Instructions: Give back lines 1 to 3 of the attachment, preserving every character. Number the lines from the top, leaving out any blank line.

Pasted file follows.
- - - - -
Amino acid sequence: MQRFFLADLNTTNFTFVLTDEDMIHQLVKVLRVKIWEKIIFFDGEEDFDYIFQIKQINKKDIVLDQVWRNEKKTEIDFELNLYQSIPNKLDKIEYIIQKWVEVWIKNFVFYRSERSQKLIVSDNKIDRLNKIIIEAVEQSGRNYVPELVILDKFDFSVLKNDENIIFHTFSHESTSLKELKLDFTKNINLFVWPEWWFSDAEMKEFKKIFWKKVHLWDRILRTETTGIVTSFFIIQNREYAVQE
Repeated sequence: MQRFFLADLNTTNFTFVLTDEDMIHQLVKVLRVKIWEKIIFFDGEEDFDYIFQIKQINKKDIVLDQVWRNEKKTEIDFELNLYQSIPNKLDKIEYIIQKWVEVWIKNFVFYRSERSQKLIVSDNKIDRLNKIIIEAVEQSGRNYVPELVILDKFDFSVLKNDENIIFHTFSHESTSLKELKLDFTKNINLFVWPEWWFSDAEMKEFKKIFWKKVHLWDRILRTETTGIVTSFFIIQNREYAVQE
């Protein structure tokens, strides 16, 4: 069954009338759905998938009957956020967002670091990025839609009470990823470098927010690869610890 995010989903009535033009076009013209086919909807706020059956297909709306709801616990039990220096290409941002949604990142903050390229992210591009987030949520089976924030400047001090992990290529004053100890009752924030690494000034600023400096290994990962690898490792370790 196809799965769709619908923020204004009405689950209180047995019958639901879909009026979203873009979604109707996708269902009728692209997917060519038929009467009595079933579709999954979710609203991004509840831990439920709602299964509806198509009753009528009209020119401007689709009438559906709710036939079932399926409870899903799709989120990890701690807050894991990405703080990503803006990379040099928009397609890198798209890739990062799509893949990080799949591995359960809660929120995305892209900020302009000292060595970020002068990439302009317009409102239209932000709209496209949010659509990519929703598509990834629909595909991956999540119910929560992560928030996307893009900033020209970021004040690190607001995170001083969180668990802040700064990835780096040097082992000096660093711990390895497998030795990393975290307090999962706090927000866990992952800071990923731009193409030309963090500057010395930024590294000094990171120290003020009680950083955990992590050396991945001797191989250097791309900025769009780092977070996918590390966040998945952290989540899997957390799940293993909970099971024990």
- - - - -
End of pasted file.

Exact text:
Amino acid sequence: MQRFFLADLNTTNFTFVLTDEDMIHQLVKVLRVKIWEKIIFFDGEEDFDYIFQIKQINKKDIVLDQVWRNEKKTEIDFELNLYQSIPNKLDKIEYIIQKWVEVWIKNFVFYRSERSQKLIVSDNKIDRLNKIIIEAVEQSGRNYVPELVILDKFDFSVLKNDENIIFHTFSHESTSLKELKLDFTKNINLFVWPEWWFSDAEMKEFKKIFWKKVHLWDRILRTETTGIVTSFFIIQNREYAVQE
Repeated sequence: MQRFFLADLNTTNFTFVLTDEDMIHQLVKVLRVKIWEKIIFFDGEEDFDYIFQIKQINKKDIVLDQVWRNEKKTEIDFELNLYQSIPNKLDKIEYIIQKWVEVWIKNFVFYRSERSQKLIVSDNKIDRLNKIIIEAVEQSGRNYVPELVILDKFDFSVLKNDENIIFHTFSHESTSLKELKLDFTKNINLFVWPEWWFSDAEMKEFKKIFWKKVHLWDRILRTETTGIVTSFFIIQNREYAVQE
């Protein structure tokens, strides 16, 4: 069954009338759905998938009957956020967002670091990025839609009470990823470098927010690869610890 995010989903009535033009076009013209086919909807706020059956297909709306709801616990039990220096290409941002949604990142903050390229992210591009987030949520089976924030400047001090992990290529004053100890009752924030690494000034600023400096290994990962690898490792370790 196809799965769709619908923020204004009405689950209180047995019958639901879909009026979203873009979604109707996708269902009728692209997917060519038929009467009595079933579709999954979710609203991004509840831990439920709602299964509806198509009753009528009209020119401007689709009438559906709710036939079932399926409870899903799709989120990890701690807050894991990405703080990503803006990379040099928009397609890198798209890739990062799509893949990080799949591995359960809660929120995305892209900020302009000292060595970020002068990439302009317009409102239209932000709209496209949010659509990519929703598509990834629909595909991956999540119910929560992560928030996307893009900033020209970021004040690190607001995170001083969180668990802040700064990835780096040097082992000096660093711990390895497998030795990393975290307090999962706090927000866990992952800071990923731009193409030309963090500057010395930024590294000094990171120290003020009680950083955990992590050396991945001797191989250097791309900025769009780092977070996918590390966040998945952290989540899997957390799940293993909970099971024990």